MTTs – Size Matters

MTTs – Size Matters

Thursday, 1 March 2012

We all have our own way of playing multi-table tournaments (MTTs) and hardly anyone agrees on the strategy from start to finish. Whether it’s trying to get chips early by playing every hand or sitting pretty and waiting for monsters before investing any chips, there are numerous ways the pros will tell you to play to improve your results.

However, while there are many differing opinions on some of the tactics, what most will agree on is the must-have ability to adjust your play as your stack size changes relative to the blinds.

Changing Gears
Adapt your play to various stack sizes and change your style to suit the different stages of the tournament. This is a critical part of good tournament play. A number of successful players have written about this and one of the more popular and well regarded is Dan Harrington’s “zone method” and “M” calculation (where M denotes your stack size as a ratio in relation to the blinds and antes). Very briefly, it explains why you should change gears as the blinds go up and play more aggressively and use your fold equity more as M decreases in value. Harrington on Holdem is a must-read for any player who wants to take MTTs seriously and this requirement to change gears is a key difference between cash and tournament play.

Independent Chip Modelling (ICM) Approach
How do we monitor and measure our performance in tournaments in a way that helps us work out how to play optimally? We could use our cashes as an overall indicator of how we are doing, but this can often be badly skewed by variance.

Using ICM can be quite complicated and time-consuming, especially if you use it to check each call you make. What ICM does is attach a $ value to your chip stack based on the total prize fund. Very crudely, you can then calculate your expected value (EV) of tournament chips you expect to gain / lose from a play (cEV) and compare it to your EV of tournament equity or money you expect to gain / lose from a play ($EV). Lost? So am I. Should you wish to see more detail on how to calculate this there are numerous explanations online and in forums.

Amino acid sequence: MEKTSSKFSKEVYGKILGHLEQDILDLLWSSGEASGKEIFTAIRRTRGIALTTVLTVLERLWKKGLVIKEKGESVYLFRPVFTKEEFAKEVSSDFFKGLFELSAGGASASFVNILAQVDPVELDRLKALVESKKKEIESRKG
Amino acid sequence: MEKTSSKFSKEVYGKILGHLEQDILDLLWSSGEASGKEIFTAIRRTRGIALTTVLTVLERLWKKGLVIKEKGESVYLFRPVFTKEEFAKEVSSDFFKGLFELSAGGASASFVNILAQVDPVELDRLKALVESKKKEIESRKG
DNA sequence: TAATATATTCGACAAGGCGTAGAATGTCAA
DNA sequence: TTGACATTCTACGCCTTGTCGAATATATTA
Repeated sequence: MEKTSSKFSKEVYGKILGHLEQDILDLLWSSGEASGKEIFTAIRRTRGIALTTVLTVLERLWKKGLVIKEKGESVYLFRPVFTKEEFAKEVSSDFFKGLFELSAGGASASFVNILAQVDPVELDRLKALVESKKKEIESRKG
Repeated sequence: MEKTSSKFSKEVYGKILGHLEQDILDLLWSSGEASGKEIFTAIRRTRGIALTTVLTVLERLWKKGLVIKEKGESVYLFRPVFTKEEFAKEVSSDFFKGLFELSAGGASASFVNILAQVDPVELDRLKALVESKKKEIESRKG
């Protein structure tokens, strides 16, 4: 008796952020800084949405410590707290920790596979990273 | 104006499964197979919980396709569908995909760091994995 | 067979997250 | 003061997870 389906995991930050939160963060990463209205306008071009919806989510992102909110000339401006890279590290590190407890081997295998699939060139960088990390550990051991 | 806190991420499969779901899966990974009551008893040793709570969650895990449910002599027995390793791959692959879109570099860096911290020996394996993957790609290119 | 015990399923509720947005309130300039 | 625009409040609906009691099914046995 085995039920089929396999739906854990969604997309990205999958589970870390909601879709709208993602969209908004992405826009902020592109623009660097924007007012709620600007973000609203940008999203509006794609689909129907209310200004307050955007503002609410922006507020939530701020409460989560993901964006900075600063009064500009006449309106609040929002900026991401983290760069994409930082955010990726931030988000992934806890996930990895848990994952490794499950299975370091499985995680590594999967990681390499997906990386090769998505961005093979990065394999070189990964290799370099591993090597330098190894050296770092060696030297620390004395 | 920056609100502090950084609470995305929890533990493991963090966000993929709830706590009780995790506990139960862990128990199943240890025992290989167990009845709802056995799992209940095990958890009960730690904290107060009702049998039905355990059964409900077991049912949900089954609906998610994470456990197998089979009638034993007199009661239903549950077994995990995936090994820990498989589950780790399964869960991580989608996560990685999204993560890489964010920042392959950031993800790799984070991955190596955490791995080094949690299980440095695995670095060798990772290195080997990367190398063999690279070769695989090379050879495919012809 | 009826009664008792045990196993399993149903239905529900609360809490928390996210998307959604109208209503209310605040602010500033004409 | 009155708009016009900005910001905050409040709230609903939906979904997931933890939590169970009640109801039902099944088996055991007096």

Tournament Scorecard Approach
If you favour a simpler and more convenient way of monitoring and grading your play, then look no further than the new BadBeat MTT scorecard. (Fig.1) If you signw up to, you will be able to benefit from the new MTT grading, as well as the revolutionary cash grading. In a similar way to the cash scorecard, you will now be able to have your tournament play analysed in full. Your play is broken down into key stages and you are given a mark from A to E in each one. Also included is a shorthanded section which scores your play at the very important final table. An overall score is then calculated so you know how well you’ve played. There is also an option to show off your scorecard to friends via Facebook or Twitter.

If you’re not happy with your score, then you can click on each section to view more in-depth analysis on where you can improve your play. For each stack size, you will be able to check if your Key Stats are all in order, if your aggression is high enough or even whether you’re 3-betting too infrequently. Where work is needed, there will be links to tutorials and videos that will help you improve that specific area of your game.

Get more help to improve your game at

Tags:, Phil Wise, strategy, coaching, staking